Julie and Stephen Wightman.

By John Keast

Julie met Stephen in The Triangle.

She was the artist, he the musician and budding artist.

She came to see his work – and they got married.

Now they are back: Julie the artist and art teacher, Stephen the musician and, picking up old skills, the baker.

Together in The Triangle, they have created Ge Harashim, a Hebrew word meaning Valley of the Craftsmen.

It was chosen because they will ply their crafts in the store, which doubles as a bakery (it has a commercial kitchen), a music store and outlet for ethically-made crafts.

In spring, organic vegetables grown at a family farm at Mt Somers will be added.

The organic flour used for the baking – Stephen worked at Countdown and the long-gone Netherby hot bread shop – comes from Julie’s parents’ bio-grains business, and to add to the Ashburton/Triangle connection, Julie’s great grandparents had a store in The Triangle.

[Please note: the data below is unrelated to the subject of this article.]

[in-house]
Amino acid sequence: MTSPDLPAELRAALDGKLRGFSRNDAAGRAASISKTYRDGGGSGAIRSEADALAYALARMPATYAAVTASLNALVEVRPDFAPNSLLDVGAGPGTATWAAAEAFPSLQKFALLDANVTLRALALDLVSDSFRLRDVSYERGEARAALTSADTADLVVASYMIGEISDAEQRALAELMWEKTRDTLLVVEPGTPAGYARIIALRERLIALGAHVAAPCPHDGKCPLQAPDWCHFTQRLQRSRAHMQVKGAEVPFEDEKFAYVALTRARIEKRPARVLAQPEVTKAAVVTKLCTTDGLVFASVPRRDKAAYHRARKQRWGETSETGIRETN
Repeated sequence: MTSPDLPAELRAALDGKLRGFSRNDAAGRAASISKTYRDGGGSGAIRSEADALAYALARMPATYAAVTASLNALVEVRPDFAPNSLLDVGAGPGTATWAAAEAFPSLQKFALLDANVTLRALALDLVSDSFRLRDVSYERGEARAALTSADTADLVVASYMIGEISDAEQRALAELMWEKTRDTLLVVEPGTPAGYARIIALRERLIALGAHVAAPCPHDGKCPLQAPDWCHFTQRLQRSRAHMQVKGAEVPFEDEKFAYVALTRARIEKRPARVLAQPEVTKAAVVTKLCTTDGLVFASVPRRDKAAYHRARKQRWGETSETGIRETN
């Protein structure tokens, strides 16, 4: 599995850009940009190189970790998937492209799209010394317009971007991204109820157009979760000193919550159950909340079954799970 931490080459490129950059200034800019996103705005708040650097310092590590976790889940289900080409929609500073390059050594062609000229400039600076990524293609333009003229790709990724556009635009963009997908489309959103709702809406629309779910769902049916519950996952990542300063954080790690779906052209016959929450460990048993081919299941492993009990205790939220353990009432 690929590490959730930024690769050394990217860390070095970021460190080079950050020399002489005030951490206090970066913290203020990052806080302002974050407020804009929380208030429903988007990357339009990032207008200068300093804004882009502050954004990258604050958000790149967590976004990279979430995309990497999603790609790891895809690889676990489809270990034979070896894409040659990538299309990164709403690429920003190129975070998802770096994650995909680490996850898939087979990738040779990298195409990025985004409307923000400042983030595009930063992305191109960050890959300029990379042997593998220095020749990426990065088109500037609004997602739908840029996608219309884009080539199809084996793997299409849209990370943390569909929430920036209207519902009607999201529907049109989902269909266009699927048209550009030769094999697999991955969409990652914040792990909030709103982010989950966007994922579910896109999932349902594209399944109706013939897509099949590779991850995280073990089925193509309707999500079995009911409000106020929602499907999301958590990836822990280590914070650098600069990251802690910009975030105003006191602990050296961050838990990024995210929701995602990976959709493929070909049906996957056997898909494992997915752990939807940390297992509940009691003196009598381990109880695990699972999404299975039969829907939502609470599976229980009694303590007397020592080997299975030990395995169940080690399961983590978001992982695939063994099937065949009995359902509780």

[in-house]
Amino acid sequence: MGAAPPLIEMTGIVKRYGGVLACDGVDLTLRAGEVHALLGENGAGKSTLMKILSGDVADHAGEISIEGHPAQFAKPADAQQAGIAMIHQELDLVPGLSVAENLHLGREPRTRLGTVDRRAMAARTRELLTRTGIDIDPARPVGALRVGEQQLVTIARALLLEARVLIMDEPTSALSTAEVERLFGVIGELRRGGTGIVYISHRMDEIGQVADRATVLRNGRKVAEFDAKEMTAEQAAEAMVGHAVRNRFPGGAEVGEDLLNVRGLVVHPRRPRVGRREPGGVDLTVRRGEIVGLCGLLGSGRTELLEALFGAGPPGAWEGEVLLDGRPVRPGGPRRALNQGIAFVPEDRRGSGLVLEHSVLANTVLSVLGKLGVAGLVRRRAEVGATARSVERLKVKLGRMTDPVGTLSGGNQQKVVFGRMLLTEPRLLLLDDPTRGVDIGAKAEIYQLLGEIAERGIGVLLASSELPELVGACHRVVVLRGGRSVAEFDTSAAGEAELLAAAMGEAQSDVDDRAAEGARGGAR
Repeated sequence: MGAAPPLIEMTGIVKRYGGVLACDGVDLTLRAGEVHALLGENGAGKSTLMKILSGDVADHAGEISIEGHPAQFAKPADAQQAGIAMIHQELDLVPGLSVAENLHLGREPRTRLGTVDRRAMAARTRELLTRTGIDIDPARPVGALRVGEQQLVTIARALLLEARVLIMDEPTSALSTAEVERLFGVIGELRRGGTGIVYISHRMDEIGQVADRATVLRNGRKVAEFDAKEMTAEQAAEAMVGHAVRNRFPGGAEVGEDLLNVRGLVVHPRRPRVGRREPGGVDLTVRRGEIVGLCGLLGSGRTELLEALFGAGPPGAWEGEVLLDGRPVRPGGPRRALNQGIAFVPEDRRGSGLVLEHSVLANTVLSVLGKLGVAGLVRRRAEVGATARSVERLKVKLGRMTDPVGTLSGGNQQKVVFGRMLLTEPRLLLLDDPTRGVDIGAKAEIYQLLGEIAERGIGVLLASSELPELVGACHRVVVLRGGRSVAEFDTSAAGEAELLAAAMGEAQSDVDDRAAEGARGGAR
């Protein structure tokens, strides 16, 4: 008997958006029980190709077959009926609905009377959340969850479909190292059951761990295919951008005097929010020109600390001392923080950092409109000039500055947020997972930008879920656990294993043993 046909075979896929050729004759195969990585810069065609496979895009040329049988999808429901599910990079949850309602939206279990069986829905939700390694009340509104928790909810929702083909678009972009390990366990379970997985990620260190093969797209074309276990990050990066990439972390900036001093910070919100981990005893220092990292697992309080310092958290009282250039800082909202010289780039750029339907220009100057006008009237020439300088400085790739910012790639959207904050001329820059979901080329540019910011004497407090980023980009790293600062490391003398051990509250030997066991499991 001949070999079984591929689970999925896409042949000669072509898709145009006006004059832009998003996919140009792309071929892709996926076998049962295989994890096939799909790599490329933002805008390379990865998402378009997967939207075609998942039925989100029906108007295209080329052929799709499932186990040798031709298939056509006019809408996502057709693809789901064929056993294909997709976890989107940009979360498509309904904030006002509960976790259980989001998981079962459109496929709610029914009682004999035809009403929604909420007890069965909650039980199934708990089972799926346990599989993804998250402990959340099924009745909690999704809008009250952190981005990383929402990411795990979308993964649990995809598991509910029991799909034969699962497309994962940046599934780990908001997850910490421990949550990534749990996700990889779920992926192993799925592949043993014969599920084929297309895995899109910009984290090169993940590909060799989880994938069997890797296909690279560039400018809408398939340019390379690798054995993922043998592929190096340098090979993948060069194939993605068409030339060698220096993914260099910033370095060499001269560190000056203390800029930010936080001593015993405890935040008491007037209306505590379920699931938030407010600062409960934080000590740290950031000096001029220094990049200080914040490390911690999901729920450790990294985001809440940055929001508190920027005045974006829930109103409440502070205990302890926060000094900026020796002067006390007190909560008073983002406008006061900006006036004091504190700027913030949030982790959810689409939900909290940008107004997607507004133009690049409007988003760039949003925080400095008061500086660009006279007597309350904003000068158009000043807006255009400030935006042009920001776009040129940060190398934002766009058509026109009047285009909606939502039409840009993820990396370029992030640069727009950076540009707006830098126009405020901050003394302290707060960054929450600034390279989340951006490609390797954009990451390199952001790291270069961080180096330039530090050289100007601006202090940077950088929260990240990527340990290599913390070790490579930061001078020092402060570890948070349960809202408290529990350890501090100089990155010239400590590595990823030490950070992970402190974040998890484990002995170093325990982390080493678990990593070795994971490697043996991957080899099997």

Julie said their passion was good quality products “produced with love and skill and fairly priced to benefit the craftsman and the consumer”.

As such, fair-trade clothing is also sold, and they welcomed inquiries from crafts people who produced ethical products.

Says Julie: “We both bake. Stephen’s a baker by trade, but I do a bit of experimental cooking. I’m passionate about healthy food and healthy eating. I love nutrition and health.

She said their vision was always to have a store combining food and music and art.

She said their were passionate about helping people enhance their skills and encourage people to find what their real passion is.

“We’d love to help people who are crafting their products well. We have a big vision for it and we are here to stay.”

Julie said they were starting small, with Stephen teaching music, and them both producing additive-free footwearNike